The Progressive Conservative Party’s new leader, Ed Stelmach, had been underestimated by just about everybody inside and outside his party. Even as he led a party that had been in power for almost 40 years, his campaign tipped their hat to an energetic campaign south of the border by using the slogan “Change that works for Albertans.”

For those involved in the PC campaign, it was a remarkable landslide. And the last big landslide of the party’s more than four consecutive decades in office.

Stelmach ended up being a fairly decent premier, who I believe history will treat kindly, but landslide victories like these can be a doubled-edged sword. The large PC caucus of 72 MLAs, which included rookie MLAs Alison Redford and Raj Sherman, proved to be too unruly to manage. And the politics of a bitter conservative establishment festered as aspiring leadership contenders jockeyed for power. It was less than four years later that Stelmach resigned from the Premier’s Office.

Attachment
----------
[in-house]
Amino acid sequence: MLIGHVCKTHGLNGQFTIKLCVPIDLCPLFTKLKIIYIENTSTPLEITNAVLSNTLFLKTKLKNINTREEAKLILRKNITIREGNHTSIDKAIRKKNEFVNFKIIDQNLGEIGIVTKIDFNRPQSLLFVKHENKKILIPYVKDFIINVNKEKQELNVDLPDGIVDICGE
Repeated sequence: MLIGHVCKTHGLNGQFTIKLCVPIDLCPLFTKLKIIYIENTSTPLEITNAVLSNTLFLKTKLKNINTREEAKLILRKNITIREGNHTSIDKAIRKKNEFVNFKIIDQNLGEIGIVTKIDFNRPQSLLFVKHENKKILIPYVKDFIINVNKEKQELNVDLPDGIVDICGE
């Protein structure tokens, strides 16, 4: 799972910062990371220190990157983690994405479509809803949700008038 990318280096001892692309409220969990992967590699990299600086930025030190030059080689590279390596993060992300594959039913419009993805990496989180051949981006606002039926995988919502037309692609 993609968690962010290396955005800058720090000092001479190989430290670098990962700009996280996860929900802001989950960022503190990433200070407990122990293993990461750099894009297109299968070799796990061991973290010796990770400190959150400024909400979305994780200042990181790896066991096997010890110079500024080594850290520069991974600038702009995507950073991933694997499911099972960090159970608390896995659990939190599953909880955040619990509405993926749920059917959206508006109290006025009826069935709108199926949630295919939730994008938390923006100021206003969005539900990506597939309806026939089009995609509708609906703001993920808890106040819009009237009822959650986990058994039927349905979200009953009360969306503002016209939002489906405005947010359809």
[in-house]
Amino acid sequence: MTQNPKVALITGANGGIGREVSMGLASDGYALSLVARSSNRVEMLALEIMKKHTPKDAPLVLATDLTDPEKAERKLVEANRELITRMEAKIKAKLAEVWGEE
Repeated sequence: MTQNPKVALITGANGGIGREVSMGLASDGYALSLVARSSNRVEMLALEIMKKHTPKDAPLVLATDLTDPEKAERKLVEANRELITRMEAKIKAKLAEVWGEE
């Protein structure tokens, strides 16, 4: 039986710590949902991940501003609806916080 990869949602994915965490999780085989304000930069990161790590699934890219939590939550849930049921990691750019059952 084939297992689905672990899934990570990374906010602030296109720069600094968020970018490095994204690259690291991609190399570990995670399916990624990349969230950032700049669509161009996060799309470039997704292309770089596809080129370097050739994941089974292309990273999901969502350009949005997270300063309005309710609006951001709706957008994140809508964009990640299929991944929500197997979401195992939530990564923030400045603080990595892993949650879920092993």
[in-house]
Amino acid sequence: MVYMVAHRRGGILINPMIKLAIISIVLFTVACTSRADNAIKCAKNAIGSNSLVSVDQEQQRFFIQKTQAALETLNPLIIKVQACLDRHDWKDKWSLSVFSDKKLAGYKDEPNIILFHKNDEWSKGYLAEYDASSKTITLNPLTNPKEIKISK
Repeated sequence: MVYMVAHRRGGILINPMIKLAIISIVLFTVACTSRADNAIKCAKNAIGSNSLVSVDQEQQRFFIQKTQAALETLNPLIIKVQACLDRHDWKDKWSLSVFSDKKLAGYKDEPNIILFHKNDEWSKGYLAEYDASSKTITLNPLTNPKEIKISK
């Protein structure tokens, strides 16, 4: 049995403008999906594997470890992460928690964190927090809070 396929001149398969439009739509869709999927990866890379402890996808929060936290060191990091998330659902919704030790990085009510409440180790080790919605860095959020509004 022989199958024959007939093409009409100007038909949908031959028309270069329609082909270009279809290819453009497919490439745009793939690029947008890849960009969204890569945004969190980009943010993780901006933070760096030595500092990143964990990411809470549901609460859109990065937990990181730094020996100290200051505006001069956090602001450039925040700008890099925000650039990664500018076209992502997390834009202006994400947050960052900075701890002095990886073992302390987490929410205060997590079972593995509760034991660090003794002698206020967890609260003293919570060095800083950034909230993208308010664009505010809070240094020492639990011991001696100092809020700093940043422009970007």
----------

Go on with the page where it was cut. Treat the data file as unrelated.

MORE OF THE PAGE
The 2008 election was a real formative political period for me. Despite the disappointing and depressing outcome, I learned so much from my time working with the dedicated and passionate Albertans involved that campaign. It was a real honour.

To this day, I think Albertans were looking for change on March 3, 2008. It just took them another seven years to decide that the change they were looking for wouldn’t come from inside the PC Party.

Dave Cournoyer (left) with two teachers who helped spark my interest in Alberta politics, Andrew Kaczynski (centre) and Al Meunier (right).

Thank you to the teachers who helped spark my interest in Alberta politics

Today is World Teachers’ Day, which is held annually on 5 October as part of a UNESCO initiative to appreciate, assess, and improve the educators of the world. In this spirit, almost everyone can name a teacher they had in school who played an important role in inspiring, encouraging and challenging them to further their interests and studies.

I am blessed to have had many great teachers during my K-12 and university education in Alberta but there are two Social Studies teachers who I credit for playing big roles introducing me into the world of Alberta politics.

During the 1997 provincial election, as part of my Grade 8 Social Studies course at École Georges H. Primeau School in Morinville, we were given an assignment that required us to collect news paper clippings of media coverage of the election. Each evening, after my parents had finished reading the papers, I studiously cut out relevant news stories from the Edmonton Journal, the Morinville Mirror and St. Albert Gazette, and glued them into a scrapbook.